I've picked these from twitter in the last day or so.
"The most exciting phrase to hear in science, the one that heralds the most discoveries, is not 'Eureka!'--it's 'that's funny'" Isaac Asimov via @dearsarah
Be what you are. This is the first step toward becoming better than you are.-- Julius Charles Hare via @oncevision
I am always doing things I can't do, that's how I get to do them." Pablo Picasso, also via oncevision
August 11, 2010
links for 2010-08-11
Danish journalist, fedup with bad news and negative politics has a go at forcing politicians and businessmen to be constructive. Including locking several of them in a room for 24 hours under the cameras. Gotta be worth a try. Thanks to Niko Herzeg for the link.
Interesting research that conforms to my own hunch about these things.
Brilliant, witty visualisation. via Andrew Sullivan
I'm not big on lists but there's some good stuff here from what sounds a great project: helping students do a startup instead of a summer job. I especially liked the advice about pitching: don't sound like a tool.
Music business as nasty neighbours
I guess most of us, growing up, had the grouchy-old-man neighbour?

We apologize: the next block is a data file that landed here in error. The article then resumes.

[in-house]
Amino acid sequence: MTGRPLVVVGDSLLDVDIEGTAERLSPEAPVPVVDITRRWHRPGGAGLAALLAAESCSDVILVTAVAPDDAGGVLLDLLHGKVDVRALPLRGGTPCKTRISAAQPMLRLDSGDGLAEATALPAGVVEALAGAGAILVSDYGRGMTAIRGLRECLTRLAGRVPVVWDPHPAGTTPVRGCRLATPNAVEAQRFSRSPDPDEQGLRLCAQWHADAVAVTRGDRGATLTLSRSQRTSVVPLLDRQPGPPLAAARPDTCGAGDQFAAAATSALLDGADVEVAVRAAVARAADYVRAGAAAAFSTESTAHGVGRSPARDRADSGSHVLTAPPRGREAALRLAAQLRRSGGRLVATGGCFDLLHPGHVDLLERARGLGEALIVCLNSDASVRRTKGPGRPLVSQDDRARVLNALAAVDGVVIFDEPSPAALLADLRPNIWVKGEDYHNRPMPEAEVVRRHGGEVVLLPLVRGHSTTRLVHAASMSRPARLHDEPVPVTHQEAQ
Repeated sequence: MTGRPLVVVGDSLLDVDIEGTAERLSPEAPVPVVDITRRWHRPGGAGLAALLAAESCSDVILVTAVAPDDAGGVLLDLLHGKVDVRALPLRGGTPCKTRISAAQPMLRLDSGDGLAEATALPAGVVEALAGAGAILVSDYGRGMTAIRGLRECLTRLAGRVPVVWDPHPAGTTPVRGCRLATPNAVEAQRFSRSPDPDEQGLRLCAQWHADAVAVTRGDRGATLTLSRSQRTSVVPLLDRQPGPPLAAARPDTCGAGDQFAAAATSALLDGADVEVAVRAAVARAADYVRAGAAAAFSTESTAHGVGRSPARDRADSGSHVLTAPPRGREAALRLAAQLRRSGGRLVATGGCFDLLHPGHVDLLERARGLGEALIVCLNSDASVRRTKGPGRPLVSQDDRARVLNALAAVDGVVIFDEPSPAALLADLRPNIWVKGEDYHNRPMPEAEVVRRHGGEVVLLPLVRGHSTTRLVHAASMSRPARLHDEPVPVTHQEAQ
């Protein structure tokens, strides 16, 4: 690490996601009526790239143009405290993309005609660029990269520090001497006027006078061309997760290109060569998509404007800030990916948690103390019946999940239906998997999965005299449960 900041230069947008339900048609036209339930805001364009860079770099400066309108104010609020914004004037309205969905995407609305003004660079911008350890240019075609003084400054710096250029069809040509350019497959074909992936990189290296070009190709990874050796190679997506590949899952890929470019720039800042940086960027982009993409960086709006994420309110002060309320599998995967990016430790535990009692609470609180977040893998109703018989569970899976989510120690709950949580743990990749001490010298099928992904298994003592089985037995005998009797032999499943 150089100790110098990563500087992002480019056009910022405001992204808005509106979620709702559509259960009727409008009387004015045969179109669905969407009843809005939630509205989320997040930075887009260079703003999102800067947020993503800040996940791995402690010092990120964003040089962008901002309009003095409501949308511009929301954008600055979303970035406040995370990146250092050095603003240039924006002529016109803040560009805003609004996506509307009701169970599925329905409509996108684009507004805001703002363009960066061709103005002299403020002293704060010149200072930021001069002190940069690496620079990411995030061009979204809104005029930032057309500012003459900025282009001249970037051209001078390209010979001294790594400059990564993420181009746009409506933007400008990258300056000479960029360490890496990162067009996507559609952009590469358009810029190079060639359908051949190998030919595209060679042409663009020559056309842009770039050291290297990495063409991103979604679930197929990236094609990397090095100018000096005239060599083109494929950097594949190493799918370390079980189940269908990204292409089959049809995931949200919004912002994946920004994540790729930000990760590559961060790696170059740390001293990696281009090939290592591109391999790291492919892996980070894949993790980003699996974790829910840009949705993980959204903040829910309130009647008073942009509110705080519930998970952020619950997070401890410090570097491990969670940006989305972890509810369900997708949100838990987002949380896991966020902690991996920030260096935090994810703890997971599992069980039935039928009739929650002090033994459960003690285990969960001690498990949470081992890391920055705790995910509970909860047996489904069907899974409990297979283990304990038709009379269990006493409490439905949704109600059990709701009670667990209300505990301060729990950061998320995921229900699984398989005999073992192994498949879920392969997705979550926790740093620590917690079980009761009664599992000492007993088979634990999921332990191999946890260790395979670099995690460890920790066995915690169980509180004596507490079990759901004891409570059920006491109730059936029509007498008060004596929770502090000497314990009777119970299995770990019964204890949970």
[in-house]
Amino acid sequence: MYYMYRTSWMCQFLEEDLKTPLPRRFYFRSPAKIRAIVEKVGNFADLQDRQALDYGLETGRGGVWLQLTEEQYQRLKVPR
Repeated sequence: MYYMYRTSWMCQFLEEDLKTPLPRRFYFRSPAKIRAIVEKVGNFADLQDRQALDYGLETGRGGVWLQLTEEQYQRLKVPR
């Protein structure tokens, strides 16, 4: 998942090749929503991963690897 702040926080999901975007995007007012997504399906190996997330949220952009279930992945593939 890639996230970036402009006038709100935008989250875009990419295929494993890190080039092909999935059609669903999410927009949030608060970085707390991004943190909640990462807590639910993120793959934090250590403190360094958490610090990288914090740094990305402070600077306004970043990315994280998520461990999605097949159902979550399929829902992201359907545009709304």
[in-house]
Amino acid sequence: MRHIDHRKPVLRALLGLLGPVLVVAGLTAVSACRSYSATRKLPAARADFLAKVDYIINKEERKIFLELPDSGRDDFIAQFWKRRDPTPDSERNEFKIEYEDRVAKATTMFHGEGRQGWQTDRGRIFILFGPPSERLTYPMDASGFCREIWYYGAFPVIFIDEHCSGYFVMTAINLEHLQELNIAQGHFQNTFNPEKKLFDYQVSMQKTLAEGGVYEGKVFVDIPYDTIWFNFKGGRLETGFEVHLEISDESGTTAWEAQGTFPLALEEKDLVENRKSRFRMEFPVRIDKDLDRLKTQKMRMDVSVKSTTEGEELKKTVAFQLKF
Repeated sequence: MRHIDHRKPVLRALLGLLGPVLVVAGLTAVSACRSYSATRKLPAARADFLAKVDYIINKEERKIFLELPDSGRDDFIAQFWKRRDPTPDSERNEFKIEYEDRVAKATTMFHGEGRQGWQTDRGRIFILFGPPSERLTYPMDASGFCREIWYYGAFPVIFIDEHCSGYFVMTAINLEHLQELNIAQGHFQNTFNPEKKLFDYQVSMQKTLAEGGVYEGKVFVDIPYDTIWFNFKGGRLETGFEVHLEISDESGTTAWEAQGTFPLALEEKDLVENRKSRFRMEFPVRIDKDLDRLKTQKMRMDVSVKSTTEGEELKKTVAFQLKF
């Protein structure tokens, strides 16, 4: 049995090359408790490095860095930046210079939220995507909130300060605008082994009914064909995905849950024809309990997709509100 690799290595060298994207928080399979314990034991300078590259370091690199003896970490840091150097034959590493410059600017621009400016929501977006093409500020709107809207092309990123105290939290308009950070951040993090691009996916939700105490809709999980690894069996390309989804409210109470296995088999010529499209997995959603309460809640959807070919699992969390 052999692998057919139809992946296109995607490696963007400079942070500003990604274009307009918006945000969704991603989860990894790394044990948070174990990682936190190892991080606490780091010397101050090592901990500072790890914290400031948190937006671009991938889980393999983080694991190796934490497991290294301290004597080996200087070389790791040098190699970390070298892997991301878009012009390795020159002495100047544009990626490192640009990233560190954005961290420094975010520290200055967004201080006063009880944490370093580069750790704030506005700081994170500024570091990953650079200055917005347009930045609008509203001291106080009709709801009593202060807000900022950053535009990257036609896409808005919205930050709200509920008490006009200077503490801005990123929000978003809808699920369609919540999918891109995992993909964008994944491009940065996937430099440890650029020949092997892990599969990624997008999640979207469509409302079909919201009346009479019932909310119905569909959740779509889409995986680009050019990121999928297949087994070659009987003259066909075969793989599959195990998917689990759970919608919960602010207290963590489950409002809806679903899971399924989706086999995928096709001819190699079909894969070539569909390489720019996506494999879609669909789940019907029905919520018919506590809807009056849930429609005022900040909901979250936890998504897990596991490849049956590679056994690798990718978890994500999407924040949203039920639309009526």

In Bishop's Avenue, he lived a few doors along in the white bungalow hidden behind large bushes. He was known to all of us as the nasty man who hated children. Truth and myth became hard to separate, and a few summer's evenings would be spent swapping and embellishing the rich backstory to Mr Angry's life. He was a retired spy who'd been tortured by the Russians. He'd been accused of murdering his wife. He used to run a sweet shop but got prosecuted for shortchanging his customers. Nobody really knew and of course it didn't really matter.
The basic algorithm was, however, pretty simple. The slightest intrusion by any child into his real or psychic space would provoke noisty outbursts, often followed by phone calls to parents or letters to the school or the council.
Needless to say, for bored kids this offered the prospect of endless entertainment. It provided just the level of personal risk to make it engaging and attractive for an early experiment in peer-to-peer collaboration and competition. Mr Angry was, I'm sorry to say, stuck in a vicious circle: each outburst or complaint served only to increase the creativity and enthusiasm of the neighbourhood kids' provocation.